“Make sure to pack enough medical supplies like syringes, ostomy bags, catheters and padding to last that long. Know what you are able to carry in a fanny pack, backpack or drawstring bag hung from a wheelchair, scooter or other assistive device. Do what is realistic for you,” she wrote.

     

    Maintain the plan and the kit

    Minor problems can become major events with my special needs daughter. Several months ago, a nearby transformer blew out. It was evening and rapidly getting dark. My daughter panicked. I had my cell phone and its flashlight, but only about 10 percent of charge remained.

    Phones can be critical when preparing for special needsFortunately, I had a flashlight handy. Unfortunately its batteries were dead. By the rapidly diminishing power from my phone’s light, I found batteries and got it working. My daughter calmed down.

    I learned three lessons. First, keep my phone charged (maybe I haven’t learned that one yet). Second, know where emergency equipment is and keep it in easy access. Third, make sure my emergency kit isn’t out of date.

    Day-to-day life when dealing with special needs is exhausting. Yet it’s especially important for individuals with disabilities and their families to somehow find time and energy to prepare for emergencies.

    The American woman with walking difficulty who was interviewed by the UN said being prepared helped her develop confidence.

    “I must say that being this way … has been quite a learning experience as well as one for teaching myself how to be resourceful,” she wrote. “I may be slow, but I’ll always get there”

     

     

    - Melissa

     

    What are some other effective ways you've found in preparing for those who are disabled or have special needs? Let us know in comments!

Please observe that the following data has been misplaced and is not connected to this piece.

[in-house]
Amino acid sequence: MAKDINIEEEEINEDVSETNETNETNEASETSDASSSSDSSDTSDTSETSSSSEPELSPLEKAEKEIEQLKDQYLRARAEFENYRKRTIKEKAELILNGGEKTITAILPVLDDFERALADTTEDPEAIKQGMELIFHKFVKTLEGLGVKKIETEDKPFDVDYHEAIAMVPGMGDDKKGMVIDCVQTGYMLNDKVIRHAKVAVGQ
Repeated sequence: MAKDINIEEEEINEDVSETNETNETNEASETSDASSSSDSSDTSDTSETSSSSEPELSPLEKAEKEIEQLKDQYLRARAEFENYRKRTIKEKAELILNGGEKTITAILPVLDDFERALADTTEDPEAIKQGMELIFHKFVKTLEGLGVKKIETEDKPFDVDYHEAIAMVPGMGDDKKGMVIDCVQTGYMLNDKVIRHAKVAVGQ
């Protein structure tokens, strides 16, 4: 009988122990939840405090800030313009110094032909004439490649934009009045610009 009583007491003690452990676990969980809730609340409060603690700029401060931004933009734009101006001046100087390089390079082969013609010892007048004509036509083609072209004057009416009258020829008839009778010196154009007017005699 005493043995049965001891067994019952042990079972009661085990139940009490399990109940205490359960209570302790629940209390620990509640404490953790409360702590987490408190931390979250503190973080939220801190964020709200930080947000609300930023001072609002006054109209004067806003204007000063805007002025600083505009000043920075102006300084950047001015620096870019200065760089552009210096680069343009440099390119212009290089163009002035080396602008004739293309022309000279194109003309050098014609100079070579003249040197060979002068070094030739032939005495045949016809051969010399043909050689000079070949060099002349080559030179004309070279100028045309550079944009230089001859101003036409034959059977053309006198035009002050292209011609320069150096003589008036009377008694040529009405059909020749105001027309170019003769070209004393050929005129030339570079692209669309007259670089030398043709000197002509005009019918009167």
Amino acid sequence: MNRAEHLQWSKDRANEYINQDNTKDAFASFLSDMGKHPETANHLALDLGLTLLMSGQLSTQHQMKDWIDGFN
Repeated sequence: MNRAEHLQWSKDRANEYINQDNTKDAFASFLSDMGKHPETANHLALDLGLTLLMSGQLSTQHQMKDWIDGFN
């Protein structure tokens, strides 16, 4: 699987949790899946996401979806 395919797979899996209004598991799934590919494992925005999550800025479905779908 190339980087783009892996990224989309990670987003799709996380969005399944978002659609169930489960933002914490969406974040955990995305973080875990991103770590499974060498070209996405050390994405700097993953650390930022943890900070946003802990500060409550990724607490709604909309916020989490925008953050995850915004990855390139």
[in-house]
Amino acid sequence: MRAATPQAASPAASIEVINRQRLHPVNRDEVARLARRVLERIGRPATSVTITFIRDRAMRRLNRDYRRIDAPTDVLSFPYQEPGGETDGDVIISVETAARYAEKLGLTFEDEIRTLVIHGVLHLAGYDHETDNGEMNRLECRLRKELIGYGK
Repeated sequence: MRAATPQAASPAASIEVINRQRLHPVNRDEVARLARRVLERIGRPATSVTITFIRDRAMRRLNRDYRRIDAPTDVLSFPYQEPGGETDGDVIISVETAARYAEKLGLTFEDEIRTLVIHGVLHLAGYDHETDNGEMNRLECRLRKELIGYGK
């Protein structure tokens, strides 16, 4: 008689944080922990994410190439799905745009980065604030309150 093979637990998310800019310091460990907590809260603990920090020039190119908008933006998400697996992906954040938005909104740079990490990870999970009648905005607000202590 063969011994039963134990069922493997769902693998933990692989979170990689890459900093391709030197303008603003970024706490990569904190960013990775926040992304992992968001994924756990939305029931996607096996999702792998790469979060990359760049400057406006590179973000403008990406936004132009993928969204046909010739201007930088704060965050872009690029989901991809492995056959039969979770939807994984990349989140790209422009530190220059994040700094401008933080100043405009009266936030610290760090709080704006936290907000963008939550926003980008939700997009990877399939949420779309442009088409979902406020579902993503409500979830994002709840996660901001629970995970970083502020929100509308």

Posted In: Additional Reading, Emergency Kits Tagged With: disability, Disaster prep, special needs

  • Preparing With Disaster Apps

    Your smartphone can save your life.

    It’s true! Now, it probably won’t jump in the ocean and pull you safely from a rip tide, and it more than likely won’t put out the wild fire that’s coming dangerously close to your home. Instead, it can save your life by providing you with all sorts of disaster apps dedicated to helping you be prepared in the event of a crisis.

    Red Cross Disaster AppsVector Button - Canada Flag IconAnd, because it's Canada Day, and the Red Cross' logo is red and white (is that too big of a stretch? Nah, it's good)... I want to take today to talk about what the Red Cross is doing to help people use their phones to be prepared. They have put out a host of apps all dedicated to helping you be safe, even without a wireless or data connection.

    For example, the Emergency App monitors 35 different types of severe weather and emergency alerts, such as floods, tornadoes, wildfires, extreme heat, earthquakes, and more. So no matter where you are or what you’re doing, you will be alerted if there’s a disaster that could affect you and your area. Aside from just alerting you to issues, it also includes tips to make disaster prep plans, where to find shelters in your area, and a “Family Safe” function to allow you to see if your loved ones are safe if an alert is issued for their area.

    More specific disaster apps focus on a particular disaster, such as hurricanes or tornadoes. In these specific disaster apps, you can monitor and track hurricanes and other storms, find shelters, and earn badges by taking interactive quizzes about that particular disaster. These apps also provide you with information on what to do before, during, and after a disaster.

    Monster Guard Disaster App Red Cross

    There’s even an app for kids, called Monster Guard. Monster Guard is a game that teaches kids aged 7-11 how to prepare for real-life emergencies, whether you're at or away from home. Throughout the game, kids are able to practice what they learn within the levels, thus helping them instill that knowledge in their minds.